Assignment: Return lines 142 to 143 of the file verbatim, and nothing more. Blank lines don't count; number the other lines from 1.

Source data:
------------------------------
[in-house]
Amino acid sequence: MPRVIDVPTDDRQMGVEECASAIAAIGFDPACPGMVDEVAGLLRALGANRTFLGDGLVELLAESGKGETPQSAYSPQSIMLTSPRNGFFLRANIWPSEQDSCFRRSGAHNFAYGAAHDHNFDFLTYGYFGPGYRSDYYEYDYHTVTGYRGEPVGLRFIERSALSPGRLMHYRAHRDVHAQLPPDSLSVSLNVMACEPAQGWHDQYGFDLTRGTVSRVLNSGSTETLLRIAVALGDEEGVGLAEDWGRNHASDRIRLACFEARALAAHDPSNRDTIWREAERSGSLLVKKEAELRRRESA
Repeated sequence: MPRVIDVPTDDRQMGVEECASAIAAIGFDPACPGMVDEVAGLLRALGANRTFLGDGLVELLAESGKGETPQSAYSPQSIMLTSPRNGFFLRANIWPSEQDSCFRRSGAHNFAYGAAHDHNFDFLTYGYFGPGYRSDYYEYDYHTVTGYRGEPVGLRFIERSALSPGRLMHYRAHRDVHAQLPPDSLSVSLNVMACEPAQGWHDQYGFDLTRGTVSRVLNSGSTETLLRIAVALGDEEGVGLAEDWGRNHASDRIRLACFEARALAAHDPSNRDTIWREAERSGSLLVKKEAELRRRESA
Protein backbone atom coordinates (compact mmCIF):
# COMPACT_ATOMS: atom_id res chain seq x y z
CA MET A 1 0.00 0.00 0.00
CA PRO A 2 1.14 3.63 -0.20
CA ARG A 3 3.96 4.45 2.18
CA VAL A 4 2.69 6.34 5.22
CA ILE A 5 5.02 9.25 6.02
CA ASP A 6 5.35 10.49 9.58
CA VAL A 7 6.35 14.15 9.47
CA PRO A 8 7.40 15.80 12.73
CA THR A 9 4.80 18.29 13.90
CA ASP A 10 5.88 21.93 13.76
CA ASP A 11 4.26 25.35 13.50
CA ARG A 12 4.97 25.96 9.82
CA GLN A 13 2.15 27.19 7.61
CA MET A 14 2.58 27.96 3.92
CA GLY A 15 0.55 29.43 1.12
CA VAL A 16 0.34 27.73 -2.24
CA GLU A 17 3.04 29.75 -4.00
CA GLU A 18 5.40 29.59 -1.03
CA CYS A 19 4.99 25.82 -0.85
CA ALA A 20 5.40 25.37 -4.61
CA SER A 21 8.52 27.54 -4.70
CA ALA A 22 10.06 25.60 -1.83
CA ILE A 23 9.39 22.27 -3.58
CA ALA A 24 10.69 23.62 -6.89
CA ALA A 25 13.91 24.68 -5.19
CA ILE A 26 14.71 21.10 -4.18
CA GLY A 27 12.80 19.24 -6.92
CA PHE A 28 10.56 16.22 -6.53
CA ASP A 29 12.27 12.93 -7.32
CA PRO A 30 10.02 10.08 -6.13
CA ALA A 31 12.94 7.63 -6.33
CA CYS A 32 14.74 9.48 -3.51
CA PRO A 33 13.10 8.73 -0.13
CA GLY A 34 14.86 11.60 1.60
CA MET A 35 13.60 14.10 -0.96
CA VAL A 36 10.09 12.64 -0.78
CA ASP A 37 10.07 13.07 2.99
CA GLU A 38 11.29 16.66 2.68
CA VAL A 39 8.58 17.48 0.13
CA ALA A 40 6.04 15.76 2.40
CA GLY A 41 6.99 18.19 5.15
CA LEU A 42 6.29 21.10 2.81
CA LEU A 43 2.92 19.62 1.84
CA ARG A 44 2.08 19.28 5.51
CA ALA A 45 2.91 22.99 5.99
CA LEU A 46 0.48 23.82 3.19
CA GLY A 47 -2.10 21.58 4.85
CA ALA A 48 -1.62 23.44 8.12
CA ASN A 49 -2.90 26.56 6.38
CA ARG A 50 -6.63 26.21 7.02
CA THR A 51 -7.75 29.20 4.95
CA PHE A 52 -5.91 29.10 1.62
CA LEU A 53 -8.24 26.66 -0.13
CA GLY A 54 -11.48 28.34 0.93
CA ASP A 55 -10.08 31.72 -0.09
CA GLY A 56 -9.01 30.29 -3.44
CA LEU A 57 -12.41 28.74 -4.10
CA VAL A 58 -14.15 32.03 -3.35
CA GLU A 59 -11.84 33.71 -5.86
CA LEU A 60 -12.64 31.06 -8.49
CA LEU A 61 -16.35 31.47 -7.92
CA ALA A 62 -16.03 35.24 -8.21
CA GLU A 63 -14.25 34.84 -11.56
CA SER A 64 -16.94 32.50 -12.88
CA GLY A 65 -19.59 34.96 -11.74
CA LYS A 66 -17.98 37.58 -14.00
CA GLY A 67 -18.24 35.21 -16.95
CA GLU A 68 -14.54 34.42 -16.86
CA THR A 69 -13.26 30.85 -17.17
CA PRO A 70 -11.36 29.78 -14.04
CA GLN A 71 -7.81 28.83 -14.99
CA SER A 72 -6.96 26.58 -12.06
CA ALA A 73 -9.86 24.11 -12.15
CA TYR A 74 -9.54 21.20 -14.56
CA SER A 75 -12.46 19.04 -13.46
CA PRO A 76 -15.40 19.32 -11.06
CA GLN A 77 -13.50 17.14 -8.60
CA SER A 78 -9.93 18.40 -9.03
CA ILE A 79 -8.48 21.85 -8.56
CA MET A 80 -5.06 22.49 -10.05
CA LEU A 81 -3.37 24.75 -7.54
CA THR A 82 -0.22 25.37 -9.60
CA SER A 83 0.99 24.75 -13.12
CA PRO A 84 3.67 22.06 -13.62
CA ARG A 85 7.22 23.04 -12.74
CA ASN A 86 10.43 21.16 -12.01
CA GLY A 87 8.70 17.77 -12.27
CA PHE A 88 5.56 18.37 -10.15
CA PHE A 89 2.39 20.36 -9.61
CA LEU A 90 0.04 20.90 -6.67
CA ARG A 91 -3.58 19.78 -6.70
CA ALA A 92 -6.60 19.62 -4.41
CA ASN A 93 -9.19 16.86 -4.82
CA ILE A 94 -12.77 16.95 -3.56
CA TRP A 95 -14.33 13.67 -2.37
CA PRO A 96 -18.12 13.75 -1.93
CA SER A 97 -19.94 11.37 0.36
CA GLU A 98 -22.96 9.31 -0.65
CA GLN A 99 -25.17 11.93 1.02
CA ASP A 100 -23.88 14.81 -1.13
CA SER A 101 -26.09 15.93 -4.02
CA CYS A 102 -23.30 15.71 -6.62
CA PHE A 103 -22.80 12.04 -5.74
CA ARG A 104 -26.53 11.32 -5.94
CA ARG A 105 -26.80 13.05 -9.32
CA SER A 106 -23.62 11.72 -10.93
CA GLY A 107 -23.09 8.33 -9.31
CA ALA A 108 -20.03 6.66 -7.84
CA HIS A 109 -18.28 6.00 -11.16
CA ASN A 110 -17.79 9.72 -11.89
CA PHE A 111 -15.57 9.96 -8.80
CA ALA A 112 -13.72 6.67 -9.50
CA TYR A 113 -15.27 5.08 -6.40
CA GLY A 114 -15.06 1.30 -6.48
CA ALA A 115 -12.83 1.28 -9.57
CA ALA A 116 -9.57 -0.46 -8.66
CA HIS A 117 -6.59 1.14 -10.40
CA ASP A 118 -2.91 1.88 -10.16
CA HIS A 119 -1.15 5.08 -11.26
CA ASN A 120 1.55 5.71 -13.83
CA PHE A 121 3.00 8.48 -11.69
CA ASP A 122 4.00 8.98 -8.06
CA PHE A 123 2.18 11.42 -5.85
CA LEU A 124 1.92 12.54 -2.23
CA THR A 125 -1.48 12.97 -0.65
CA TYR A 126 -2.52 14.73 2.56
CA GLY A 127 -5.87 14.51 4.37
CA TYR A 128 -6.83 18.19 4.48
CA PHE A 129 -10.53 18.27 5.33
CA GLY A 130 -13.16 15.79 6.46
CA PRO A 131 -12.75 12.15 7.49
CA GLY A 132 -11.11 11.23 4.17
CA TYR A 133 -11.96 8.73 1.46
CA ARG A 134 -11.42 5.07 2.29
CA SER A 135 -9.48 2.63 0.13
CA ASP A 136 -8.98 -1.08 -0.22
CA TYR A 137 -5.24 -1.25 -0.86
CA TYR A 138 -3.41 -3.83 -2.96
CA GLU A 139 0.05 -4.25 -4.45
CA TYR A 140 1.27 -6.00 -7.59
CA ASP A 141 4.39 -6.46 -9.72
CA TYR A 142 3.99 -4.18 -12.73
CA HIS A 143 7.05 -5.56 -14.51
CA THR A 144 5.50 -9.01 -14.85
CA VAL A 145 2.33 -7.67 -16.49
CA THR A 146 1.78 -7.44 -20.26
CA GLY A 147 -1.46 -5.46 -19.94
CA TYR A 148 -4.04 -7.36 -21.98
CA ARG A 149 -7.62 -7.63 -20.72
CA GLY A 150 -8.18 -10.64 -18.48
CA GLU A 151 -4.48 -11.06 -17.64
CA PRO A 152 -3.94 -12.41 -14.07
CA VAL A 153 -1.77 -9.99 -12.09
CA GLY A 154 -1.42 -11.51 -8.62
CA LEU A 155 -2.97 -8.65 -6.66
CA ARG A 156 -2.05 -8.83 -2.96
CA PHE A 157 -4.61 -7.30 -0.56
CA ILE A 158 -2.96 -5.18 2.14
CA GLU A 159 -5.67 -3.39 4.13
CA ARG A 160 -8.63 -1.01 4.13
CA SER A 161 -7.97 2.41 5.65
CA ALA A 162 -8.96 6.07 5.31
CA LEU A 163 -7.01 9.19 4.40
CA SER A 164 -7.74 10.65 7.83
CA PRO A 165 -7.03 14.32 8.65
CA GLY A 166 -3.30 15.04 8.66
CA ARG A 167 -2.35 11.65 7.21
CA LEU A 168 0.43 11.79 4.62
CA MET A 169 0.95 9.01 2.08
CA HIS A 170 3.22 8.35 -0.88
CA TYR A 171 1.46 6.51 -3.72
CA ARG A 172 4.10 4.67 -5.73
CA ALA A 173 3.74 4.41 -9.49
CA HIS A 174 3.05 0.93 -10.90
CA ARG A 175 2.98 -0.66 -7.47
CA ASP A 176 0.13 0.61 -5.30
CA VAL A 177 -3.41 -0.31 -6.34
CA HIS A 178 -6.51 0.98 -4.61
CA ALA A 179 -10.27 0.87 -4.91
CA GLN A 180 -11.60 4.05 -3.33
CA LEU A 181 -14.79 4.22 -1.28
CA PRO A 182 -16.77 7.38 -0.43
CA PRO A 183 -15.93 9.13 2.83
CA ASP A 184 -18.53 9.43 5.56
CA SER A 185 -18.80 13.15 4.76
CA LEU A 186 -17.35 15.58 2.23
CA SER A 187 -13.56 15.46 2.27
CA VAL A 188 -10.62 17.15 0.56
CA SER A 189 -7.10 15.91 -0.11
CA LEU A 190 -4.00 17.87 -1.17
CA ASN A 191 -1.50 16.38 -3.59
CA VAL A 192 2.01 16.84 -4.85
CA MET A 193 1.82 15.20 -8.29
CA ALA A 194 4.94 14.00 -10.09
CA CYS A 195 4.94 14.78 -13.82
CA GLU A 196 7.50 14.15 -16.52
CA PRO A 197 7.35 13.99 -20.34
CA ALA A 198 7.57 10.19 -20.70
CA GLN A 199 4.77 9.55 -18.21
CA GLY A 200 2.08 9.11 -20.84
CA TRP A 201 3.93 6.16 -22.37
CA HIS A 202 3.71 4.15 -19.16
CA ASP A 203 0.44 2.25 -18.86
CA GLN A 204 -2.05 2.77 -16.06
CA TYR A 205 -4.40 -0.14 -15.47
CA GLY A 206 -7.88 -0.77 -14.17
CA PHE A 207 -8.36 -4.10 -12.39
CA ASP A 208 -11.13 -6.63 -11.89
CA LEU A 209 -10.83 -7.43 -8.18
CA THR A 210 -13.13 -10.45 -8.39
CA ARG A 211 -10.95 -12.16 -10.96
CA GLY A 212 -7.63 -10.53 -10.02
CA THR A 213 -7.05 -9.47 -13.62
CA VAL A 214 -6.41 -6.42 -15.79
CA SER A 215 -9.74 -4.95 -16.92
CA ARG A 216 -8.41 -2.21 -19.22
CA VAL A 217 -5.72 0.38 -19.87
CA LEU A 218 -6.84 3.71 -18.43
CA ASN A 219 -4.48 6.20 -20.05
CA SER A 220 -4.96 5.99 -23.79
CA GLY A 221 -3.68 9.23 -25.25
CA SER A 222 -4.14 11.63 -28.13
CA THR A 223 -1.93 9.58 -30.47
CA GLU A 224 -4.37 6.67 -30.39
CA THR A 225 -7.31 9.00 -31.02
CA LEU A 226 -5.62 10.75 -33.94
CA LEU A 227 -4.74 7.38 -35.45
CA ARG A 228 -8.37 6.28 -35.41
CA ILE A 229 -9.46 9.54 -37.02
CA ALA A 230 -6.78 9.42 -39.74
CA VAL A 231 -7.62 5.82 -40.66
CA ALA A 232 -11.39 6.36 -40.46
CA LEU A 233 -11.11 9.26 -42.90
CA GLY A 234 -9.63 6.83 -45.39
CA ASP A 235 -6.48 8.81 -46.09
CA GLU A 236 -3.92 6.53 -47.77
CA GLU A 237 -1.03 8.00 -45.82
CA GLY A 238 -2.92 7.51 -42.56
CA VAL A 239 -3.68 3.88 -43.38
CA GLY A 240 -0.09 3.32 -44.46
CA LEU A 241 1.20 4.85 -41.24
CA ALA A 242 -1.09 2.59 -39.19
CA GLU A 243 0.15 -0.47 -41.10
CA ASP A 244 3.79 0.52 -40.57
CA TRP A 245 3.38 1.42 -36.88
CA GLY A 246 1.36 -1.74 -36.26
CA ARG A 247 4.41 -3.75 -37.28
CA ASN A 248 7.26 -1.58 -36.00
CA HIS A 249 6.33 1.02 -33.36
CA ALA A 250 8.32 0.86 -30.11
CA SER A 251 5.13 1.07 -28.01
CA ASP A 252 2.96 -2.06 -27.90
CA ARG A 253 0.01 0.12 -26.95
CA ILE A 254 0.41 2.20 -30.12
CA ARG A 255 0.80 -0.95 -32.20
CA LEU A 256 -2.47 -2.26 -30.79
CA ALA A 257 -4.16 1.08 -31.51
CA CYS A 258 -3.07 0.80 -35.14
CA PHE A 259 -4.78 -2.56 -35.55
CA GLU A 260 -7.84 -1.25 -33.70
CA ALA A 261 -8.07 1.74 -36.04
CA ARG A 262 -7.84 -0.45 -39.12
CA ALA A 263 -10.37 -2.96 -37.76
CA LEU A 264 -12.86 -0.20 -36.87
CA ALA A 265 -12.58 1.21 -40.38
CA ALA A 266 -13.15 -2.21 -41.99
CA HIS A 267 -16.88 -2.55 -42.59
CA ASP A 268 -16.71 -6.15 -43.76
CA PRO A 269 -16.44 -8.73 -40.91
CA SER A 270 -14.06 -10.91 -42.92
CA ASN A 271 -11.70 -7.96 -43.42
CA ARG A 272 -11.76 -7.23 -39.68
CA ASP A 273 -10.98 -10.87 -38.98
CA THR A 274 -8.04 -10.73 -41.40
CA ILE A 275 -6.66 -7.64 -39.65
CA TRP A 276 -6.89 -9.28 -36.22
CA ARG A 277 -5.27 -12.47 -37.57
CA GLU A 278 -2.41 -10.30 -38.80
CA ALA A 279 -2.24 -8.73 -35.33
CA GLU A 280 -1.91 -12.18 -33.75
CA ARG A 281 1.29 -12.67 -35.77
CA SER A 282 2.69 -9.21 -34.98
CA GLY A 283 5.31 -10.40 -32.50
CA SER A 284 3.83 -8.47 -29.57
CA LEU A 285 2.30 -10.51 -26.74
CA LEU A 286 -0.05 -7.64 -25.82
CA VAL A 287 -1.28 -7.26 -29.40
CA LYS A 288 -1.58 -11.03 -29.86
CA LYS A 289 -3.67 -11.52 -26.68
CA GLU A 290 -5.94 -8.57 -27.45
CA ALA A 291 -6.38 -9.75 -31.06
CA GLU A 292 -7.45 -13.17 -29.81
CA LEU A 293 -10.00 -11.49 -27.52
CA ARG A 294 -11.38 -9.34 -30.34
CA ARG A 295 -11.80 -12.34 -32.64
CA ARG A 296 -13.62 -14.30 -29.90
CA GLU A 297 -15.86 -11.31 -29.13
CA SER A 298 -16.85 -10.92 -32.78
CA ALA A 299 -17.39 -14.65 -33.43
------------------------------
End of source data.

CA TYR A 137 -5.24 -1.25 -0.86
CA TYR A 138 -3.41 -3.83 -2.96